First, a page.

A policy paper just published on the association’s website details how compostable liners certified to EN13432 can enhance food waste collections and “lead to lower plastic contamination”. More compostables mean less plastics, the argument goes, so expect the costs of providing the bags versus the savings made during treatment to be fiercely debated as the government’s 2023 target for mandatory food waste collections nears.

Plastic contamination is certainly a drain on profits. Based on surveys with its members, REA reckons contamination of biodegradable wastes is 1% w/w. If that’s the case, the UK organics recycling sector could be removing 78,080 tonnes of plastic, at a cost of £7.26m. Those estimates are based on 2014 figures. The tonnages of organic waste being recycled have increased, and will surge in 2023 – which is why the agency is so keen to address the issues “now”. 

The EA is working closely with recyclers, trade bodies, local authorities and DEFRA on this but the pace of progress is slow. Confidence in the output is on the wane, according to the NFU. The limits imposed by current waste input contracts (around 5%) are not sustainable, claims the union’s environment policy advisor Philippa Arnold. “Contamination should be reduced at every stage, wherever possible and not just passed on throughout the chain to the end user – the food producer,” she said.

Collaboration can be hard to find in this sector. “Everybody blames everybody else [for the problems],” Tompkins says, and that’s been the situation for the past decade. “The entire supply and recycling chain is kind of broken.”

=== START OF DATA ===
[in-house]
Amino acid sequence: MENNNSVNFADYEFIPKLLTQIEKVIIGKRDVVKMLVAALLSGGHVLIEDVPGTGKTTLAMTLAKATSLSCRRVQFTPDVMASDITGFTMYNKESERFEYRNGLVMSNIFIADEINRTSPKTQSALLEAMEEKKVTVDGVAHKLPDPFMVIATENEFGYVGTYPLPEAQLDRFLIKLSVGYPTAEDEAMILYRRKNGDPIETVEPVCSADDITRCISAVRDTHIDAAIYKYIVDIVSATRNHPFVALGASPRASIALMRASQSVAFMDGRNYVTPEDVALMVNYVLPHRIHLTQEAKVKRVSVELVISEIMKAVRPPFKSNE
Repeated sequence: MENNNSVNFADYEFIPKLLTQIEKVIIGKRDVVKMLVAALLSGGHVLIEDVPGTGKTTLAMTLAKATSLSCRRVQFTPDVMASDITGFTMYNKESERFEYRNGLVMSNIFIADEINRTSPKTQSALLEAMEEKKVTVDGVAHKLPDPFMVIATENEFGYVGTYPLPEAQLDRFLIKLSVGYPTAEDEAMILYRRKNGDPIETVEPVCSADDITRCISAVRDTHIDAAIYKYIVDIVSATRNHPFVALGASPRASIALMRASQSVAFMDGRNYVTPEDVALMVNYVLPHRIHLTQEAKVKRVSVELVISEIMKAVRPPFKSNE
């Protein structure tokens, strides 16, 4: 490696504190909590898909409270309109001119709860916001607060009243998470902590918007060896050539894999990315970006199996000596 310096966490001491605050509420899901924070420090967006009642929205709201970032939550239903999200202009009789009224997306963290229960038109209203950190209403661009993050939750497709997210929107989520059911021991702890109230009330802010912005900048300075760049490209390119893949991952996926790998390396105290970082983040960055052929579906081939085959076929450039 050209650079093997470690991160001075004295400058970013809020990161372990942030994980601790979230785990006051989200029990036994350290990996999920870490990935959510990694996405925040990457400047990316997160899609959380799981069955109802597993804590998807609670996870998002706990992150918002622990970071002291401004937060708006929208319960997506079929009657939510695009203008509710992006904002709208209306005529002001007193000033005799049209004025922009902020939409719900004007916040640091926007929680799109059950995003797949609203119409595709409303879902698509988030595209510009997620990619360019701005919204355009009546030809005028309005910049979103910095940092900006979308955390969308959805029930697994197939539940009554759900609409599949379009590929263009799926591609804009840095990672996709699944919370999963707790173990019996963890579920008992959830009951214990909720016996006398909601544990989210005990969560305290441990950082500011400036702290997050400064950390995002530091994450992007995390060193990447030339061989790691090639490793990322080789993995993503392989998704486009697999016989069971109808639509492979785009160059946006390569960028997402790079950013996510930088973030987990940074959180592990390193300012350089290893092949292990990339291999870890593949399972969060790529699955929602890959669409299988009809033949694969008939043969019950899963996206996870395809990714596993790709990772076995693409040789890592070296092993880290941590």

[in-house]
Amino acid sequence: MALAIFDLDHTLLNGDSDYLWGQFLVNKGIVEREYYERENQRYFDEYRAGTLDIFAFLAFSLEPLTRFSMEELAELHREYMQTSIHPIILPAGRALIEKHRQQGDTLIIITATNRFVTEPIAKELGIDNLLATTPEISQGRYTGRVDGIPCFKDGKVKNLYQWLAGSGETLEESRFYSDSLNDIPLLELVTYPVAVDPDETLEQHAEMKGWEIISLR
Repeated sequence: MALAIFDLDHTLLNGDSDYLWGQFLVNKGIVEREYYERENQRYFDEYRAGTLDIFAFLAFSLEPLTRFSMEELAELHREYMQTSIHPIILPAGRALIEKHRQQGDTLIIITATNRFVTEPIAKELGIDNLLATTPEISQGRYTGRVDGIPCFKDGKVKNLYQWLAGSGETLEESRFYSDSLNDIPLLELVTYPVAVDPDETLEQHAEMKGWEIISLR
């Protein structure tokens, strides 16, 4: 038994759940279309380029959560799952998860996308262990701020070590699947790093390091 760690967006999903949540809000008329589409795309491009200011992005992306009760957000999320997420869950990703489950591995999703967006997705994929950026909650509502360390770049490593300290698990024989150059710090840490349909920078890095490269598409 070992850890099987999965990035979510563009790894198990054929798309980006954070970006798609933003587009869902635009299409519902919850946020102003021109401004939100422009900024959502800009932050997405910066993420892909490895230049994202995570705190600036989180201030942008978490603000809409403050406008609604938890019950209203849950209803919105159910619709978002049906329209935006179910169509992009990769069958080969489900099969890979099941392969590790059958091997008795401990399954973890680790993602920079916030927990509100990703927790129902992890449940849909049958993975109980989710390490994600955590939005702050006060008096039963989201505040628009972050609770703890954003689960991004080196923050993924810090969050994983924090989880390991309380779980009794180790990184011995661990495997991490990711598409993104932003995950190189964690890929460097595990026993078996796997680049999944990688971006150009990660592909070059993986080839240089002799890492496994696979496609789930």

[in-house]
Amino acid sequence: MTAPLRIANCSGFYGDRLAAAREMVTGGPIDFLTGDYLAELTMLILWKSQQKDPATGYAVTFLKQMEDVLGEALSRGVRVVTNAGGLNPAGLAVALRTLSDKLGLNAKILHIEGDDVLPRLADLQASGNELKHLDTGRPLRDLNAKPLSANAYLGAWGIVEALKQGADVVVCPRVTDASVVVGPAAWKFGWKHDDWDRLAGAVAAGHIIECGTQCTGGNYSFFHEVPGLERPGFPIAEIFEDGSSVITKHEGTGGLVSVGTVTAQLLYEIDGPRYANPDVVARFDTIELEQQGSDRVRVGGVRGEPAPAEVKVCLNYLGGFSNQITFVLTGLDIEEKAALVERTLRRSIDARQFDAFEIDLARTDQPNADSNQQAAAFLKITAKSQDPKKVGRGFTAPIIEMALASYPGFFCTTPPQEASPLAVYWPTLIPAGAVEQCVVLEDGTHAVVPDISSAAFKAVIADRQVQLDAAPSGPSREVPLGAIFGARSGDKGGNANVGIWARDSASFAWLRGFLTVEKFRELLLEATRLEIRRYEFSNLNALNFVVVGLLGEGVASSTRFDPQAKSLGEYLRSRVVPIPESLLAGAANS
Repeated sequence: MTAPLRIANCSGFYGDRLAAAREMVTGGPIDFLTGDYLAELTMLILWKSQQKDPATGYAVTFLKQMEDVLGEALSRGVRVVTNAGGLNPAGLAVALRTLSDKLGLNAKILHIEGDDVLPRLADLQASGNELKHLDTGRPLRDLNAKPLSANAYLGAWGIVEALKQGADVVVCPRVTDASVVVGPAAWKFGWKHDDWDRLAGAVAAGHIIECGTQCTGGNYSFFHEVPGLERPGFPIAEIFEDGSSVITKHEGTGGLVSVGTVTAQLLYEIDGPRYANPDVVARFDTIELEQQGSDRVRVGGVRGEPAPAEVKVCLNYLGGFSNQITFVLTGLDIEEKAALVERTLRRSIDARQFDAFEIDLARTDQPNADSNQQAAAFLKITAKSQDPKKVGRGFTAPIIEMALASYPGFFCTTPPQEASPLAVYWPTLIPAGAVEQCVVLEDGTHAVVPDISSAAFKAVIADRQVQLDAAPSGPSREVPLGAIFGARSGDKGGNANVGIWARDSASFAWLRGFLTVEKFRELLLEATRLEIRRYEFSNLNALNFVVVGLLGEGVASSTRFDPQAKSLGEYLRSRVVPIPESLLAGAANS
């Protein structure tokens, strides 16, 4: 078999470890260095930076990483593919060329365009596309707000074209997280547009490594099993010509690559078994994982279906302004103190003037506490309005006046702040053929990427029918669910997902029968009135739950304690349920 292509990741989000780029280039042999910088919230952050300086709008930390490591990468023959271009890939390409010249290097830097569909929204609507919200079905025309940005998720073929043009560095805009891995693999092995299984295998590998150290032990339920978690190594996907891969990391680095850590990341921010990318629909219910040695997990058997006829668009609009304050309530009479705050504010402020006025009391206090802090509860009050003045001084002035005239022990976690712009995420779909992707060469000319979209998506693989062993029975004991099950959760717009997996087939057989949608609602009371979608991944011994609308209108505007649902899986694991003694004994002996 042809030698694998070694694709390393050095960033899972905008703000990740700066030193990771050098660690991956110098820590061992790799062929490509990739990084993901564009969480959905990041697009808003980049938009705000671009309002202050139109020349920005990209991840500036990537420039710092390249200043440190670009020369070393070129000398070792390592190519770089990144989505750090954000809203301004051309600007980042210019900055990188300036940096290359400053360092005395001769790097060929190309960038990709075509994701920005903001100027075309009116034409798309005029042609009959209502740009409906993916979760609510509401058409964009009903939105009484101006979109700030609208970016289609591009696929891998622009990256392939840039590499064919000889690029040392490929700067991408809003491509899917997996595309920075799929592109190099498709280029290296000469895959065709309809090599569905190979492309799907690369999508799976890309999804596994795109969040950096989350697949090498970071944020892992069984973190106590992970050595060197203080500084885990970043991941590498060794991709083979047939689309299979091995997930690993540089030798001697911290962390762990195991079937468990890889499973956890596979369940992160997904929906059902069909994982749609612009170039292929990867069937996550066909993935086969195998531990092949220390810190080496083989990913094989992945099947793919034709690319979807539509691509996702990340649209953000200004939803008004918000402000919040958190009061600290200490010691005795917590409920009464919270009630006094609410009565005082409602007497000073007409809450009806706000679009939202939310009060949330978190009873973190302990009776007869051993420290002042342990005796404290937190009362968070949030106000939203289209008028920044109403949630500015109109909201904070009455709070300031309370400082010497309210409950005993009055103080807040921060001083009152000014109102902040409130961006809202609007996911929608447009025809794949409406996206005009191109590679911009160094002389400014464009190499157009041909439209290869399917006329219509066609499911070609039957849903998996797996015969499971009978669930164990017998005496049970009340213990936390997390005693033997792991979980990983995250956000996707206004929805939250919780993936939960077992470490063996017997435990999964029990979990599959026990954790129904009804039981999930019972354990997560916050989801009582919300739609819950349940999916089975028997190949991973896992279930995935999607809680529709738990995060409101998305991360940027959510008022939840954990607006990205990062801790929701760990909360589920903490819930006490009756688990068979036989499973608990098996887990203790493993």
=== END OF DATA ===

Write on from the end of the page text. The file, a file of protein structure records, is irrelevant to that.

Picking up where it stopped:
The EA and DEFRA certainly have their work cut out. This is an industry that has grown on the back of contaminated material. The EA wants operators to turn away heavily contaminated loads (easier said than done) but has yet to explain how it expects sites to assess levels of contamination in feedstock. The 5% limit set out in many collection contracts is seen as the starting point but whether new contracts will include lower limits remains to be seen.

Indeed, preventing plastic contamination has long been seen as too complicated, not least because it starts with education. Councils argue they are hamstrung by ever-diminishing budgets. Splashing cash on a communications campaigns to help householders put the right things in their kitchen caddies has become a pipe dream. “Once contamination is introduced to waste streams, it is much more difficult to remove at later stages,” says Stuart Hayward-Higham, technical director at Suez.

Though the focus on the EA’s proposed changes focus on the material coming in, it has been critical about the standards for the output. A review of the limits set out in PAS100 and PAS110 (which cover 2m of the 2.7m tonnes of compost produced in the UK every year) is underway. The plan is to bring these in line with those in Scotland: 50% of the PAS100 limit for composts and 8% of the PAS110 limit for digestates. “We will also be assessing the amount of material spread to land,” EA’s spokesperson explains. 

But what constitutes an acceptable level of plastic to be spreading in these materials? The EA noted in its 2019 ‘The state of the environment: soil’ report that the impacts of plastic accumulating in the soil “are not well understood”. A study led by Anglia Ruskin University showed that earthworms lost weight when certain microplastics were present in the soil but the reasons for this “need unravelling”.

More research is needed on everything from contamination levels in collections to the impacts of these plastics on ecosystems but this doesn’t appear to be a priority for government-backed funding channels. The precautionary principle should therefore be applied, say experts. The industry needs to get behind a clear message, Tompkins explains, which is “zero plastic on land”. That would certainly be a simple message. Achieving it is likely to prove anything but.